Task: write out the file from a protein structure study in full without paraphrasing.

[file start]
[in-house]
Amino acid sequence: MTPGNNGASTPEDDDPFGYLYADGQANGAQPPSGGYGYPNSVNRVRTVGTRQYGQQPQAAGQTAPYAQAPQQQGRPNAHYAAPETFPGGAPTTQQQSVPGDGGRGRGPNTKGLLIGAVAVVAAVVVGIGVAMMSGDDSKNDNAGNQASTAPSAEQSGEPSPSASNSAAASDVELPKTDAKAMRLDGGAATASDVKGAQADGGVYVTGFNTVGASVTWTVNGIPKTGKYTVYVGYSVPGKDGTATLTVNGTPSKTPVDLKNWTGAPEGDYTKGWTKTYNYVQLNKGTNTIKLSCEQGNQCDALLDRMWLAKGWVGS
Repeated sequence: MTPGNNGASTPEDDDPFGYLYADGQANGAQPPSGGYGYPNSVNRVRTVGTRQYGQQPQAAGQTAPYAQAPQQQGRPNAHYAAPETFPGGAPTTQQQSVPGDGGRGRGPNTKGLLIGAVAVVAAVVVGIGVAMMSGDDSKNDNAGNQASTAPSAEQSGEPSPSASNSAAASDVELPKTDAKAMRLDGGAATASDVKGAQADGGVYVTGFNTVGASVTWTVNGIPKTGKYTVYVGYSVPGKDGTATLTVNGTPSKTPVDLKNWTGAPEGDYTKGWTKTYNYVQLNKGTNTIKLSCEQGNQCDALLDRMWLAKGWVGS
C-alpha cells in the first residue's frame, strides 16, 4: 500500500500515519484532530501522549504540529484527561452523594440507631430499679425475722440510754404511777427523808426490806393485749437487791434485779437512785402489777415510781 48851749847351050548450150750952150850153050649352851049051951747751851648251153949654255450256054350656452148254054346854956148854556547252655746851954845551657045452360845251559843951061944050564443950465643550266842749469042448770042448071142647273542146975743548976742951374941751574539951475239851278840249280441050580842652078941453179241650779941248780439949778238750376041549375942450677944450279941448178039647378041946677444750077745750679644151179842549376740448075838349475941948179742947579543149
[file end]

[in-house]
Amino acid sequence: MTPGNNGASTPEDDDPFGYLYADGQANGAQPPSGGYGYPNSVNRVRTVGTRQYGQQPQAAGQTAPYAQAPQQQGRPNAHYAAPETFPGGAPTTQQQSVPGDGGRGRGPNTKGLLIGAVAVVAAVVVGIGVAMMSGDDSKNDNAGNQASTAPSAEQSGEPSPSASNSAAASDVELPKTDAKAMRLDGGAATASDVKGAQADGGVYVTGFNTVGASVTWTVNGIPKTGKYTVYVGYSVPGKDGTATLTVNGTPSKTPVDLKNWTGAPEGDYTKGWTKTYNYVQLNKGTNTIKLSCEQGNQCDALLDRMWLAKGWVGS
Repeated sequence: MTPGNNGASTPEDDDPFGYLYADGQANGAQPPSGGYGYPNSVNRVRTVGTRQYGQQPQAAGQTAPYAQAPQQQGRPNAHYAAPETFPGGAPTTQQQSVPGDGGRGRGPNTKGLLIGAVAVVAAVVVGIGVAMMSGDDSKNDNAGNQASTAPSAEQSGEPSPSASNSAAASDVELPKTDAKAMRLDGGAATASDVKGAQADGGVYVTGFNTVGASVTWTVNGIPKTGKYTVYVGYSVPGKDGTATLTVNGTPSKTPVDLKNWTGAPEGDYTKGWTKTYNYVQLNKGTNTIKLSCEQGNQCDALLDRMWLAKGWVGS
C-alpha cells in the first residue's frame, strides 16, 4: 500500500500515519484532530501522549504540529484527561452523594440507631430499679425475722440510754404511777427523808426490806393485749437487791434485779437512785402489777415510781 48851749847351050548450150750952150850153050649352851049051951747751851648251153949654255450256054350656452148254054346854956148854556547252655746851954845551657045452360845251559843951061944050564443950465643550266842749469042448770042448071142647273542146975743548976742951374941751574539951475239851278840249280441050580842652078941453179241650779941248780439949778238750376041549375942450677944450279941448178039647378041946677444750077745750679644151179842549376740448075838349475941948179742947579543149